About East Bulgarian Horses
East Bulgarian horses are an elegantly-built light horse
that developed over the last 100 years. They are used mainly for under saddle
and light draft work, and are well-suited for a variety of competitive sports,
ranging from dressage to eventing.
They began develop at the end of the 19th century at the
"Kabiuk" stud farm (former Vassil Kolarov) near Shumen and at stud
farm in Bozhurishte near Sofia, in Bulgaria, by crossing local horses with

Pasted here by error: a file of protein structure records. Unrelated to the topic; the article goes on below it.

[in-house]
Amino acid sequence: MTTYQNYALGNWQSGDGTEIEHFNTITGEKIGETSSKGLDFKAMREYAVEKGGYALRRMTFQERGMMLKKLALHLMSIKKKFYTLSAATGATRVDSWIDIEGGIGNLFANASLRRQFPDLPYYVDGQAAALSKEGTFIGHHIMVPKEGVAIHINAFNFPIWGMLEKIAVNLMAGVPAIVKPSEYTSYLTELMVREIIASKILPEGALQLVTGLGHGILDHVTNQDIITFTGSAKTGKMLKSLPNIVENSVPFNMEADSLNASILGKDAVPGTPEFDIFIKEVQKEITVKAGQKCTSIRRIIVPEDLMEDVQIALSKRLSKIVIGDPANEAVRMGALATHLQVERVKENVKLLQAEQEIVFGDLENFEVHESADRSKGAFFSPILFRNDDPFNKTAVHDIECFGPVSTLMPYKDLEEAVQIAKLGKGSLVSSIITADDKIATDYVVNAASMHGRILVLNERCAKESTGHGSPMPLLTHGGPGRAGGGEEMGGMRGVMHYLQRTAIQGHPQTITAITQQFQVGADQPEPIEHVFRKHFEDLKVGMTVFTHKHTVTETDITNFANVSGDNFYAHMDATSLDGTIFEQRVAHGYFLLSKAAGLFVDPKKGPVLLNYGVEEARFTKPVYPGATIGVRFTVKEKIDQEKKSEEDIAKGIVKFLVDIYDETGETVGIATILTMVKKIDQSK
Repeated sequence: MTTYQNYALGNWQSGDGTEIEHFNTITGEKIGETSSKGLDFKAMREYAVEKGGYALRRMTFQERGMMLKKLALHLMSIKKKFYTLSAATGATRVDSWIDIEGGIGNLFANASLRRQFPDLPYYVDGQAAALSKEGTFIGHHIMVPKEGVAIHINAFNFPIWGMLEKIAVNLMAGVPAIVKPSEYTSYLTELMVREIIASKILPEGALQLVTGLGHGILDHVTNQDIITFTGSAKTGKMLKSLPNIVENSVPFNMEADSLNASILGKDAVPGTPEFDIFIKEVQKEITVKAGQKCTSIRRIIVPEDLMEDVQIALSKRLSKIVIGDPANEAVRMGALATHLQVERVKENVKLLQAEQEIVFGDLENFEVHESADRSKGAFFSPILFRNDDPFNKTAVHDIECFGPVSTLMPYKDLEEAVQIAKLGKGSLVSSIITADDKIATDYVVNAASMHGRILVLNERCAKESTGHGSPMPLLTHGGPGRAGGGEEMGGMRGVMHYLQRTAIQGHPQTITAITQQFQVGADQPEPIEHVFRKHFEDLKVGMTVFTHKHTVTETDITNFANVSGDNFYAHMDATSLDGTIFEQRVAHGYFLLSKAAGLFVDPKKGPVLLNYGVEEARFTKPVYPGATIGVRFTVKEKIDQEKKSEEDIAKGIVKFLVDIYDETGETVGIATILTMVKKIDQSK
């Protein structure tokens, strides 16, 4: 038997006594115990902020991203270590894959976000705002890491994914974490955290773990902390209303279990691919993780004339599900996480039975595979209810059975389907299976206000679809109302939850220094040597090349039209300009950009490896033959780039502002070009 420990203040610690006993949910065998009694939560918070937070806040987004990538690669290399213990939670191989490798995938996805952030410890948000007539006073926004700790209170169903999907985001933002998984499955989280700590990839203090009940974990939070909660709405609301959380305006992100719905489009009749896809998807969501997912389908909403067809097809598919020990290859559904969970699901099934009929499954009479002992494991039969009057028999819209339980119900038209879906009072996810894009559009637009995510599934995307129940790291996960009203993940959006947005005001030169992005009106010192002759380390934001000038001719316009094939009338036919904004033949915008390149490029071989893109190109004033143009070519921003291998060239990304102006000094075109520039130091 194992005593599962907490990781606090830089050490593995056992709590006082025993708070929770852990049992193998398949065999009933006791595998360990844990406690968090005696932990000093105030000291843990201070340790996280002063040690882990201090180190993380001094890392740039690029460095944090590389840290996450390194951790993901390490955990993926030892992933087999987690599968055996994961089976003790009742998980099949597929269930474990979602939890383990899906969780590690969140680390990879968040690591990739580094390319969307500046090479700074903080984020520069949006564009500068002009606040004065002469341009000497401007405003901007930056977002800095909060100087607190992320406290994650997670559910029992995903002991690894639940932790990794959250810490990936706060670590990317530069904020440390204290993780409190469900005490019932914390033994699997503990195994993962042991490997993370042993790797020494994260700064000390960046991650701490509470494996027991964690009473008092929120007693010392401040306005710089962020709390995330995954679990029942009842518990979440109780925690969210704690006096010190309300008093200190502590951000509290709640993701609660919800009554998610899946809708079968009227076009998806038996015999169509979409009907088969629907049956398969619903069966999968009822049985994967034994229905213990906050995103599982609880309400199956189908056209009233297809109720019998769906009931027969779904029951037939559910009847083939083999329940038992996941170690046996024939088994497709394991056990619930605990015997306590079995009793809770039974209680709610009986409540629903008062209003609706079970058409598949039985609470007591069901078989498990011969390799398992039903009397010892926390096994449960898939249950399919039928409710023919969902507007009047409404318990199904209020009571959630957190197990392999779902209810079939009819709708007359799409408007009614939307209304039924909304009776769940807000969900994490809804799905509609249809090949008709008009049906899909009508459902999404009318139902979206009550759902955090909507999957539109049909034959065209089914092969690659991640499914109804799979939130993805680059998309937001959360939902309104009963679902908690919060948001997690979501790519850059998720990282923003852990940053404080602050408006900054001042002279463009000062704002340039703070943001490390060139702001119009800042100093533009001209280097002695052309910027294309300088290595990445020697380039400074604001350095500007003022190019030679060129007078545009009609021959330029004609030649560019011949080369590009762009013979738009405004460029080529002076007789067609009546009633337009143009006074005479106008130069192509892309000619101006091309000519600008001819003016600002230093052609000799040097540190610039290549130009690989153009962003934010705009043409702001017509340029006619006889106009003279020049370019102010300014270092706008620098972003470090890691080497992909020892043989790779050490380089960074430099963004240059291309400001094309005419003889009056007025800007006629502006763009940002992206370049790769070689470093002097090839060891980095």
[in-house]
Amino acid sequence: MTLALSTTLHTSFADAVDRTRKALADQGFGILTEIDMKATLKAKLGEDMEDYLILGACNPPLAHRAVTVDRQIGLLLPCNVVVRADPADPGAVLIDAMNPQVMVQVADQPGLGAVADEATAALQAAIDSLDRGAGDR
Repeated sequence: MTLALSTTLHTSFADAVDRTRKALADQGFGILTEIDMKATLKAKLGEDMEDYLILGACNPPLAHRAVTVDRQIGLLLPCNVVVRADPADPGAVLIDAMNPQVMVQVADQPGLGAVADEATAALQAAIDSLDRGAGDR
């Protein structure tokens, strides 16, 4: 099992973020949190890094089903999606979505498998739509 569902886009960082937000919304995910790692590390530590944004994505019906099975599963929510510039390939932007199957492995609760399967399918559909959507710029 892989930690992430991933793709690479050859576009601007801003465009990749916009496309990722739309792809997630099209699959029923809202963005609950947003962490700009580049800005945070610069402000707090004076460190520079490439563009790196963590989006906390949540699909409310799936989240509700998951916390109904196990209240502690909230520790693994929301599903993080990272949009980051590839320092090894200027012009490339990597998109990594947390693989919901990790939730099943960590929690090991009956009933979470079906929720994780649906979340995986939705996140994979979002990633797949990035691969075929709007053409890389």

Arabians, Anglo-Arabians, Thoroughbreds, and English half-breds. Once
established, only additional Thoroughbred blood was added to improve their quality.
They were officially recognized as a breed in 1951.
They generally stand 15 to 16 hands high, and are usually
chestnut, black, or bay. Typically, East Bulgarians have quiet but energetic
temperaments and are nicely put together, with good conformation. They have a
fine head with a straight profile that is well set onto an elegant, muscular
neck. Their withers are prominent, and they have strong shoulders, a full and
deep chest, a straight, long back, a slightly sloping croup, and well-made,
though muscular, legs.